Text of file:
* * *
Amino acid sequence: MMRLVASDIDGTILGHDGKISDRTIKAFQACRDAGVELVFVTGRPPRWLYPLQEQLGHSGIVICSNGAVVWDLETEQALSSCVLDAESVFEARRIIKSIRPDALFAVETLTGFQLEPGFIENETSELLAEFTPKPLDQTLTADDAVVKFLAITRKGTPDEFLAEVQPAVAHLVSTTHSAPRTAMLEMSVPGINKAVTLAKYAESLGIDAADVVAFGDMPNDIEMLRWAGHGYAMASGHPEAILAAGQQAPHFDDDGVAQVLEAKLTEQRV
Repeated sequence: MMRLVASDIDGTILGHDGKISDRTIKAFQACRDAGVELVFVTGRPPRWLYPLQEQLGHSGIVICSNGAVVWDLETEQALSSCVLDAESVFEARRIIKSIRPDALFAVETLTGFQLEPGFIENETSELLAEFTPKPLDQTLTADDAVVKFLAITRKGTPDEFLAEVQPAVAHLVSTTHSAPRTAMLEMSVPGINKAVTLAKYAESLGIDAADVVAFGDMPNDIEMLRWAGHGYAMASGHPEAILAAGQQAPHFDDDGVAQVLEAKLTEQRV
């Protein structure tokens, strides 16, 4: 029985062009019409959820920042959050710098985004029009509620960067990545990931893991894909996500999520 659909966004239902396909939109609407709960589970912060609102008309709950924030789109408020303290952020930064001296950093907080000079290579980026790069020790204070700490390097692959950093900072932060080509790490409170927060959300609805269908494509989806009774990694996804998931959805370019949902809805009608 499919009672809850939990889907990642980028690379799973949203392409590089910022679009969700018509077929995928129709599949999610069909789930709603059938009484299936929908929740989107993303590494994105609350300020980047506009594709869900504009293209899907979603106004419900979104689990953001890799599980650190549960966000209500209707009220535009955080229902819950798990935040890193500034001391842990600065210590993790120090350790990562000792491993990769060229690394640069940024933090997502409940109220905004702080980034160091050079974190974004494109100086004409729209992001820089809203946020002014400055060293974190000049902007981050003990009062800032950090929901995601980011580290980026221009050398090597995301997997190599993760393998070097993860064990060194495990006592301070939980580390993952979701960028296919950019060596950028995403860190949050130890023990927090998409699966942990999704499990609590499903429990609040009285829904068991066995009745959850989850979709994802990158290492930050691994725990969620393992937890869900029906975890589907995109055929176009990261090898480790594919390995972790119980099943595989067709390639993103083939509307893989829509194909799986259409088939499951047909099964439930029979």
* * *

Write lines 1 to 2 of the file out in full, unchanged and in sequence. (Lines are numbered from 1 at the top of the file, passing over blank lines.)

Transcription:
Amino acid sequence: MMRLVASDIDGTILGHDGKISDRTIKAFQACRDAGVELVFVTGRPPRWLYPLQEQLGHSGIVICSNGAVVWDLETEQALSSCVLDAESVFEARRIIKSIRPDALFAVETLTGFQLEPGFIENETSELLAEFTPKPLDQTLTADDAVVKFLAITRKGTPDEFLAEVQPAVAHLVSTTHSAPRTAMLEMSVPGINKAVTLAKYAESLGIDAADVVAFGDMPNDIEMLRWAGHGYAMASGHPEAILAAGQQAPHFDDDGVAQVLEAKLTEQRV
Repeated sequence: MMRLVASDIDGTILGHDGKISDRTIKAFQACRDAGVELVFVTGRPPRWLYPLQEQLGHSGIVICSNGAVVWDLETEQALSSCVLDAESVFEARRIIKSIRPDALFAVETLTGFQLEPGFIENETSELLAEFTPKPLDQTLTADDAVVKFLAITRKGTPDEFLAEVQPAVAHLVSTTHSAPRTAMLEMSVPGINKAVTLAKYAESLGIDAADVVAFGDMPNDIEMLRWAGHGYAMASGHPEAILAAGQQAPHFDDDGVAQVLEAKLTEQRV